Their Problems


My friend comes to me with all her problems.  She calls me up at midnight when she fights with her boyfriend not giving a hoot that I live half a world and six hours in time zones away.  When the phone rings at ungodly hours I let out a groan, heave a sigh, remind myself that I am single and so must ALWAYS subtly side with the boyfriend and then I pick up the phone.  As her hysterical dramatics flow in through one ear and out the other I “oh” and “mhm” and repeat my by now familiar script by rote:

“No, I don’t mind that you woke me”,

”Oh yes, you were definitely right”,

“No, he shouldn’t have said that, but I don’t think he meant any harm”.

I listen to her declarations of anger and hatred as she swears to leave him for good.  Rolling my eyes in the dark and praying for patience I dig myself back under the covers and tell her not to make any decisions in anger. “Give it a few days”, I say stifling a yawn. “Talk to him on Friday when you both must have calmed down, and try not to raise your voice”.  I shake my head and chuckle as I end the call, knowing that in two days she’ll wake me up again to, barely concealing her ecstasy, tell me they are back together.

My friend comes to me with all her problems.  When she sends me an IM, “I’m coming to your cube” I groan, heave a sigh and resign myself to losing an hour of work I will have to make back somehow.  As she moans about her boss I fix a concerned look on my face and remind myself that she will do exactly as I say so I have to be careful not to make jokes about handing in her notice and punching her boss on the way out.  As she finishes narrating her ordeal for the day and looks at me forlornly I tell her she’s doing a great job and not to take her boss’ rants personally. “The man likes the sound of his own voice”, I say, trying to read my emails through the corner of my eye, “If you guys weren’t there for him to bark at he would yell at a light switch”. I shake my head and smile as she walks back to her cube, knowing that in a few weeks she’ll be forwarding me an email from her boss recognizing her for her good work on one project or another.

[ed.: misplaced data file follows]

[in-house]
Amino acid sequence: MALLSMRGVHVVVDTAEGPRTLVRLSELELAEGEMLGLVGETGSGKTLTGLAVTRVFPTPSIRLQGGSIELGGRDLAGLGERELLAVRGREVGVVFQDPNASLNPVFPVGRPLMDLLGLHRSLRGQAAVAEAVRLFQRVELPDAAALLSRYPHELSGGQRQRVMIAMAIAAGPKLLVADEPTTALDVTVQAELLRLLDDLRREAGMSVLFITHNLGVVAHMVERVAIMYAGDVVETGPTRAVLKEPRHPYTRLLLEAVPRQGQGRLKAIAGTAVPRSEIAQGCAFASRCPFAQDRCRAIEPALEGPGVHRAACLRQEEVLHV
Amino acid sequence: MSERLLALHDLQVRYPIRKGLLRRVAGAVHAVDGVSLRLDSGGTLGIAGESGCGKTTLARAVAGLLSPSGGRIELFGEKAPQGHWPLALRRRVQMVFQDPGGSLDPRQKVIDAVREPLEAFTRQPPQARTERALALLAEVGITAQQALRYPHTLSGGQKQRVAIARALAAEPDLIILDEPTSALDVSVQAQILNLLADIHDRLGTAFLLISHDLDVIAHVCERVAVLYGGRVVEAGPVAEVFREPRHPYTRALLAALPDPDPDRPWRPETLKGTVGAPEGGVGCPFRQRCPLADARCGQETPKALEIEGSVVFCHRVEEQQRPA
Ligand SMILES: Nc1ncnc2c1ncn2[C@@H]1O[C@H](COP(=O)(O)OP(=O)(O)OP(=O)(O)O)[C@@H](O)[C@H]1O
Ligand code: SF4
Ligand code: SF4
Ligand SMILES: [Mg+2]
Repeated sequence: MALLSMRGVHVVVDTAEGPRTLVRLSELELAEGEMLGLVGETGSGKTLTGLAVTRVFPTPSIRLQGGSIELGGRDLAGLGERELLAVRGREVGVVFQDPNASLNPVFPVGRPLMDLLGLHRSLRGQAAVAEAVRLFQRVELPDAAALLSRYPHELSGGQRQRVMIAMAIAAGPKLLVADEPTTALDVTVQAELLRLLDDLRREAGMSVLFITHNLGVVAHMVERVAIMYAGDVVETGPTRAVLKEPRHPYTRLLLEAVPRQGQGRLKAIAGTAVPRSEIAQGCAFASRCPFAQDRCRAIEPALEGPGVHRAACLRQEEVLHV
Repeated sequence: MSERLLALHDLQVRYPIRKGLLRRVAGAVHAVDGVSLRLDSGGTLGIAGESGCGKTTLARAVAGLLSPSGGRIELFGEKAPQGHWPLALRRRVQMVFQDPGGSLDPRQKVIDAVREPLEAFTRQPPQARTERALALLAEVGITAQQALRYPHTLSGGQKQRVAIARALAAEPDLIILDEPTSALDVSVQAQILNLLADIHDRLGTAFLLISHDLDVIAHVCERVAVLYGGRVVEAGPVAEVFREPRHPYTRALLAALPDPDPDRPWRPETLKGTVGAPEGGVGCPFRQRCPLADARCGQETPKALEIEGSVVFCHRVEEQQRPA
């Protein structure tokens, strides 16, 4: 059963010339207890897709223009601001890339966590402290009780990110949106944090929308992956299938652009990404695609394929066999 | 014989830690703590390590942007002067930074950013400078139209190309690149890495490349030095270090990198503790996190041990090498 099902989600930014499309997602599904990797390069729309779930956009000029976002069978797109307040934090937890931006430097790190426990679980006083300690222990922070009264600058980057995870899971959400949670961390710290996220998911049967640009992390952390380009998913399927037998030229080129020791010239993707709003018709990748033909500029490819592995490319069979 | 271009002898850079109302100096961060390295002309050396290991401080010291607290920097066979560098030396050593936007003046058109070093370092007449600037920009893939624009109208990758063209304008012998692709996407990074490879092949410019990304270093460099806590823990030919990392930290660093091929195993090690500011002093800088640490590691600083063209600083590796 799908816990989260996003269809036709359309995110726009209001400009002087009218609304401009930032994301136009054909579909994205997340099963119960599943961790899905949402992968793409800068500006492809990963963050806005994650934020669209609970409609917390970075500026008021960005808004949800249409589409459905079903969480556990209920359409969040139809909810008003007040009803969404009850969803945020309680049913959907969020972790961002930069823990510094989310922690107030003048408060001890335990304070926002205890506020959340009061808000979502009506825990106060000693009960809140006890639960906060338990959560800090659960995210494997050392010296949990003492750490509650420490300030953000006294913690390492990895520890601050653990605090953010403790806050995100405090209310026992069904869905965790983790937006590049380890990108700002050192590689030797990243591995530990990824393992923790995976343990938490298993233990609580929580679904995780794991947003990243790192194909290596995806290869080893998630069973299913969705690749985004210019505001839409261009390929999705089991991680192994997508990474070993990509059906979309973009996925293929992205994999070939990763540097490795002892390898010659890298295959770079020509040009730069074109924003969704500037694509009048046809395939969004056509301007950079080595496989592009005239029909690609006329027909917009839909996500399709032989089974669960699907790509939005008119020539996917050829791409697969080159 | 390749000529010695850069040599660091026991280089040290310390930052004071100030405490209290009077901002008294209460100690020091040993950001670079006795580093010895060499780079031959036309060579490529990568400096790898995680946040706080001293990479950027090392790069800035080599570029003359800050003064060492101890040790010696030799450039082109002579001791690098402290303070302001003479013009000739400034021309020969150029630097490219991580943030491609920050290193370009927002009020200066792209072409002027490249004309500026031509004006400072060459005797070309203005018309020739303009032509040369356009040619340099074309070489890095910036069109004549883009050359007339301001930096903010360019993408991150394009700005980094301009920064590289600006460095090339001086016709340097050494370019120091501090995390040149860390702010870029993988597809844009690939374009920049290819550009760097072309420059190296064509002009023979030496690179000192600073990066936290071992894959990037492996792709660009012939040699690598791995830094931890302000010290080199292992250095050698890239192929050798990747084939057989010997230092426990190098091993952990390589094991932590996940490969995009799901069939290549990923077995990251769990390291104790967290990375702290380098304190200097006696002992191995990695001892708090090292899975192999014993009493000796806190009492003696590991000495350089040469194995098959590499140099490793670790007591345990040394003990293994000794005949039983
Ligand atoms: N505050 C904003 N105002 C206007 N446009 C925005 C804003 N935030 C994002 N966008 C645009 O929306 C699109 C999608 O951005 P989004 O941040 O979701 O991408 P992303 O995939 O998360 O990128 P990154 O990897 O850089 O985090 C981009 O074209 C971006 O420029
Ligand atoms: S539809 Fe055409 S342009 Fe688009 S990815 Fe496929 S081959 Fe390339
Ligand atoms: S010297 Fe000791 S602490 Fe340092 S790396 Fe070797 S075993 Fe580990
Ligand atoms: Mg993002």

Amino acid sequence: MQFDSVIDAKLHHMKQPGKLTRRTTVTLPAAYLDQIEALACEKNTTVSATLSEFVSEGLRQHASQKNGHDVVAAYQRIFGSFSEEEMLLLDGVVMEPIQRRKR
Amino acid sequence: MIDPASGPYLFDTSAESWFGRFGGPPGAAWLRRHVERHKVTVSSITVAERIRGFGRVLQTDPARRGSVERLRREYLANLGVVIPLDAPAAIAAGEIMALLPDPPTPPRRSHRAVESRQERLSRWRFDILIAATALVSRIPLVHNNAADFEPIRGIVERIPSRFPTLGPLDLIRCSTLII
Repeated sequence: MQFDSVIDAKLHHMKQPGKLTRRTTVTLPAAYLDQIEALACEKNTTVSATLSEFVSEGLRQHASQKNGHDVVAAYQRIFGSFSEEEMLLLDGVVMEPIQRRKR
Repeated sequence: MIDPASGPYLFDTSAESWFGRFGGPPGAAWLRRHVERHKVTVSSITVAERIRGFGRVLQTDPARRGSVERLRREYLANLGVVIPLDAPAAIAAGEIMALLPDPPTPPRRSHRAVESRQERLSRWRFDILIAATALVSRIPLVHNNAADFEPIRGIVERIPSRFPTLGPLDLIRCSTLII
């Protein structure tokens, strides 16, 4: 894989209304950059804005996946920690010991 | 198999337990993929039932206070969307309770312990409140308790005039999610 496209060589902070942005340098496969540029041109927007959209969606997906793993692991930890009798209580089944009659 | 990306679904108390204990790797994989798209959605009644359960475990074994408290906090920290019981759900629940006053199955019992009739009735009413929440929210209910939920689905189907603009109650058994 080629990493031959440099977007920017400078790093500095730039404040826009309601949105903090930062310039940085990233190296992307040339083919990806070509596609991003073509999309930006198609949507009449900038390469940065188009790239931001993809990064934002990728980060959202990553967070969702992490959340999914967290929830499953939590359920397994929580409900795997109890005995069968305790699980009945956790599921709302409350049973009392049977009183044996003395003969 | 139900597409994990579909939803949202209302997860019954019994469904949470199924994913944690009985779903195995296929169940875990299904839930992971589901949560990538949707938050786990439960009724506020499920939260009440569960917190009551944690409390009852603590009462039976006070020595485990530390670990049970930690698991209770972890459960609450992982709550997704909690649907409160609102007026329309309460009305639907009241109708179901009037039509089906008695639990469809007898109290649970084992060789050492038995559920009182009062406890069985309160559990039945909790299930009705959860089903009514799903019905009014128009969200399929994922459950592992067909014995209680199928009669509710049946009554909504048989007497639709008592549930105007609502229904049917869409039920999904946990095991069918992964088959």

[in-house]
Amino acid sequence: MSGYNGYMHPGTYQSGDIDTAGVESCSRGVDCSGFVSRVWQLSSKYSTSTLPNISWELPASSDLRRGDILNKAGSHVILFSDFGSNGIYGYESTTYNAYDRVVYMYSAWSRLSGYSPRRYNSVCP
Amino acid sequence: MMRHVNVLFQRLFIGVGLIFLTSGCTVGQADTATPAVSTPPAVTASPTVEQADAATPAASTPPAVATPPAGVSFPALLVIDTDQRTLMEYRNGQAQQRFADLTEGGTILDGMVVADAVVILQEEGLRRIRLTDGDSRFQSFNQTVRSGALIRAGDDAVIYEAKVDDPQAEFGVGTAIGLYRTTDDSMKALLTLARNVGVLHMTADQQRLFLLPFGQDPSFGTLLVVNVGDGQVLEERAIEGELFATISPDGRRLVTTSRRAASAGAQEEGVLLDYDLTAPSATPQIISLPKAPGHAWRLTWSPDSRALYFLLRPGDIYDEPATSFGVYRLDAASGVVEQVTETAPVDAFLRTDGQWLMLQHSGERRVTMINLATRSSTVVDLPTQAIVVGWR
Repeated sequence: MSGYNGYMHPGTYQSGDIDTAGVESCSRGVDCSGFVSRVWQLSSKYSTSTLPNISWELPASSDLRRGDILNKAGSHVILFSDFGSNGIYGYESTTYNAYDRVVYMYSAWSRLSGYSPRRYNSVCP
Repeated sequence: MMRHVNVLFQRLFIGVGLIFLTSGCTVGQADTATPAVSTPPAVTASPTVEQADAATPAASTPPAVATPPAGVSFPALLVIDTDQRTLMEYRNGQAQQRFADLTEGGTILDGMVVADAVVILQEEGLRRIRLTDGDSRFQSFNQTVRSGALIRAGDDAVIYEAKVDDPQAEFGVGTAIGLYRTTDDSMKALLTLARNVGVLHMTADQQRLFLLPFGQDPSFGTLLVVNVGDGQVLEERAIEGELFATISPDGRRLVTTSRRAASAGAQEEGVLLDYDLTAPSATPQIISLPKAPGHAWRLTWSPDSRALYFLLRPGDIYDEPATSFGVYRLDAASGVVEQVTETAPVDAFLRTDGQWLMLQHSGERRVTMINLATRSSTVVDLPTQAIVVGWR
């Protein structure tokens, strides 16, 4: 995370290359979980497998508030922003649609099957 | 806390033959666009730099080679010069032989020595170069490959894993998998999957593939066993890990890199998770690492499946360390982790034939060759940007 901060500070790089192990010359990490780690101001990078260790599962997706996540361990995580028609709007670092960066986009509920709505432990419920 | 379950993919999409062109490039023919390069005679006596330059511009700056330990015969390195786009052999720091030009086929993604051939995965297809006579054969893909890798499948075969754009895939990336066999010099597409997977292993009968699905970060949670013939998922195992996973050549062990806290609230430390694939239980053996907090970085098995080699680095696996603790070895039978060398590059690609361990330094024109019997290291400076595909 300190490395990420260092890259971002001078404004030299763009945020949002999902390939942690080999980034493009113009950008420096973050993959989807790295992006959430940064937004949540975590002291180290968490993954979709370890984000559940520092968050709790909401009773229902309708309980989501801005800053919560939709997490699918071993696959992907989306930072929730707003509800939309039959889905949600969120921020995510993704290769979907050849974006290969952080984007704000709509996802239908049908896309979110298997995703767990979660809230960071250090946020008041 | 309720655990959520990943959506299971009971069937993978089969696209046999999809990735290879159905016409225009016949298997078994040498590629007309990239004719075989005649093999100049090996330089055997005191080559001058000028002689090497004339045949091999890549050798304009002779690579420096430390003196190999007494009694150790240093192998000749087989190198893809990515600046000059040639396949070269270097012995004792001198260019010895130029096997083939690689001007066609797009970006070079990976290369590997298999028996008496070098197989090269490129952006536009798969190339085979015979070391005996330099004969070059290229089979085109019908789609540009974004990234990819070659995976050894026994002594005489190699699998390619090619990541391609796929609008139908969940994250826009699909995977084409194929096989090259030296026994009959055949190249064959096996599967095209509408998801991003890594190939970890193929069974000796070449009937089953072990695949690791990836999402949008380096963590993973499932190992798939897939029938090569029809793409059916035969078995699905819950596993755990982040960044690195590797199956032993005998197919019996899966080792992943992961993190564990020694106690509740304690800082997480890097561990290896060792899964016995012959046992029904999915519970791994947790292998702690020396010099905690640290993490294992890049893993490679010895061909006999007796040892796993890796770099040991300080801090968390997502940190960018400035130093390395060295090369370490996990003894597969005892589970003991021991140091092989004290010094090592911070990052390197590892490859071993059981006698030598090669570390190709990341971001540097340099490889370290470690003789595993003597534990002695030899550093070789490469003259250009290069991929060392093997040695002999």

I love my friends and for a few minutes every day I like being the one they come to. It makes me feel smart, savvy, wise, like I have the answers to all life’s problems.  And the rest of the time?  The rest of the time I desperately wish I could be like my friends and have the courage to ask for help, to tell someone “I’m in pain” without making a joke of it to preserve my pride or shrugging and finishing the sentence in “…but I’ll be fine” (here I always picture myself pocketing my hands, turning round and walking away in slow motion. Maybe with a car exploding behind me action film style). But I simply don’t know how.


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